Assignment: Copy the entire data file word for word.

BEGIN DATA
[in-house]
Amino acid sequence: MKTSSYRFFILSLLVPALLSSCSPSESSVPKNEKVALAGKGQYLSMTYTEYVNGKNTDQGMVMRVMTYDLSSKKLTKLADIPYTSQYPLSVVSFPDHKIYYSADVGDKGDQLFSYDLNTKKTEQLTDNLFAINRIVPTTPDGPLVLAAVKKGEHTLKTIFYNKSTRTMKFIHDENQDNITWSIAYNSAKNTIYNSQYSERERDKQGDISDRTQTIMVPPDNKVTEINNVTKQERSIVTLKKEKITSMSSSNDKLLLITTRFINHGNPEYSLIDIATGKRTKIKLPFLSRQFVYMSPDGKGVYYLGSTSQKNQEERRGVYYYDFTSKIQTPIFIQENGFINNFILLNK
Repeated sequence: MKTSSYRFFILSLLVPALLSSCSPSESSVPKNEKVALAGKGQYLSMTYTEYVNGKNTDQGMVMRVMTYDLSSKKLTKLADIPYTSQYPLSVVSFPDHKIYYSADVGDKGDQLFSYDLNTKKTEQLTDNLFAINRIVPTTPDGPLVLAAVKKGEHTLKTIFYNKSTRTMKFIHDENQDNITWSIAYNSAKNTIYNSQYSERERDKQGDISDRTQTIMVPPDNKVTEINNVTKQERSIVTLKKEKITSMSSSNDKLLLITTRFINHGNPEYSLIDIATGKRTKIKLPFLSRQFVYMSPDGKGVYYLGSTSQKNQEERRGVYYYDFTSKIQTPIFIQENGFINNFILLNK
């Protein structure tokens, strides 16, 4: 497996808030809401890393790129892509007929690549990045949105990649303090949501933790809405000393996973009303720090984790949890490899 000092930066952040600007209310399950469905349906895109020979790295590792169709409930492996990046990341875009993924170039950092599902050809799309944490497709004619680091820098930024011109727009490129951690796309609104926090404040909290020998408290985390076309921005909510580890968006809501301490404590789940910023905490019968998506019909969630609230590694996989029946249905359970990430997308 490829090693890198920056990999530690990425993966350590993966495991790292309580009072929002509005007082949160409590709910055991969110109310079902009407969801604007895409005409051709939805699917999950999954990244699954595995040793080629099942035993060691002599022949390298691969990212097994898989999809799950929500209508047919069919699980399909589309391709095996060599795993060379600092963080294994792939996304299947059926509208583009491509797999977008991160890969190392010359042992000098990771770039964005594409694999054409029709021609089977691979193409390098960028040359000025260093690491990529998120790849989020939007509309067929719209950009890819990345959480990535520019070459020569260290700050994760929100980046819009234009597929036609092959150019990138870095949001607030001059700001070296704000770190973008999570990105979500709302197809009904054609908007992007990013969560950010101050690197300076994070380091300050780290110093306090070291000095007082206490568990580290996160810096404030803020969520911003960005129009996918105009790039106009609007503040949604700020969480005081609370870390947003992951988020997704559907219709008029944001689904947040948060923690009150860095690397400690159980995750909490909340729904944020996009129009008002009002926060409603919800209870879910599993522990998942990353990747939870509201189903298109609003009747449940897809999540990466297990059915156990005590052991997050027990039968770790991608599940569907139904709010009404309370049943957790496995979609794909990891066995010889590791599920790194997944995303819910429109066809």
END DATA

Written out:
[in-house]
Amino acid sequence: MKTSSYRFFILSLLVPALLSSCSPSESSVPKNEKVALAGKGQYLSMTYTEYVNGKNTDQGMVMRVMTYDLSSKKLTKLADIPYTSQYPLSVVSFPDHKIYYSADVGDKGDQLFSYDLNTKKTEQLTDNLFAINRIVPTTPDGPLVLAAVKKGEHTLKTIFYNKSTRTMKFIHDENQDNITWSIAYNSAKNTIYNSQYSERERDKQGDISDRTQTIMVPPDNKVTEINNVTKQERSIVTLKKEKITSMSSSNDKLLLITTRFINHGNPEYSLIDIATGKRTKIKLPFLSRQFVYMSPDGKGVYYLGSTSQKNQEERRGVYYYDFTSKIQTPIFIQENGFINNFILLNK
Repeated sequence: MKTSSYRFFILSLLVPALLSSCSPSESSVPKNEKVALAGKGQYLSMTYTEYVNGKNTDQGMVMRVMTYDLSSKKLTKLADIPYTSQYPLSVVSFPDHKIYYSADVGDKGDQLFSYDLNTKKTEQLTDNLFAINRIVPTTPDGPLVLAAVKKGEHTLKTIFYNKSTRTMKFIHDENQDNITWSIAYNSAKNTIYNSQYSERERDKQGDISDRTQTIMVPPDNKVTEINNVTKQERSIVTLKKEKITSMSSSNDKLLLITTRFINHGNPEYSLIDIATGKRTKIKLPFLSRQFVYMSPDGKGVYYLGSTSQKNQEERRGVYYYDFTSKIQTPIFIQENGFINNFILLNK
């Protein structure tokens, strides 16, 4: 497996808030809401890393790129892509007929690549990045949105990649303090949501933790809405000393996973009303720090984790949890490899 000092930066952040600007209310399950469905349906895109020979790295590792169709409930492996990046990341875009993924170039950092599902050809799309944490497709004619680091820098930024011109727009490129951690796309609104926090404040909290020998408290985390076309921005909510580890968006809501301490404590789940910023905490019968998506019909969630609230590694996989029946249905359970990430997308 490829090693890198920056990999530690990425993966350590993966495991790292309580009072929002509005007082949160409590709910055991969110109310079902009407969801604007895409005409051709939805699917999950999954990244699954595995040793080629099942035993060691002599022949390298691969990212097994898989999809799950929500209508047919069919699980399909589309391709095996060599795993060379600092963080294994792939996304299947059926509208583009491509797999977008991160890969190392010359042992000098990771770039964005594409694999054409029709021609089977691979193409390098960028040359000025260093690491990529998120790849989020939007509309067929719209950009890819990345959480990535520019070459020569260290700050994760929100980046819009234009597929036609092959150019990138870095949001607030001059700001070296704000770190973008999570990105979500709302197809009904054609908007992007990013969560950010101050690197300076994070380091300050780290110093306090070291000095007082206490568990580290996160810096404030803020969520911003960005129009996918105009790039106009609007503040949604700020969480005081609370870390947003992951988020997704559907219709008029944001689904947040948060923690009150860095690397400690159980995750909490909340729904944020996009129009008002009002926060409603919800209870879910599993522990998942990353990747939870509201189903298109609003009747449940897809999540990466297990059915156990005590052991997050027990039968770790991608599940569907139904709010009404309370049943957790496995979609794909990891066995010889590791599920790194997944995303819910429109066809």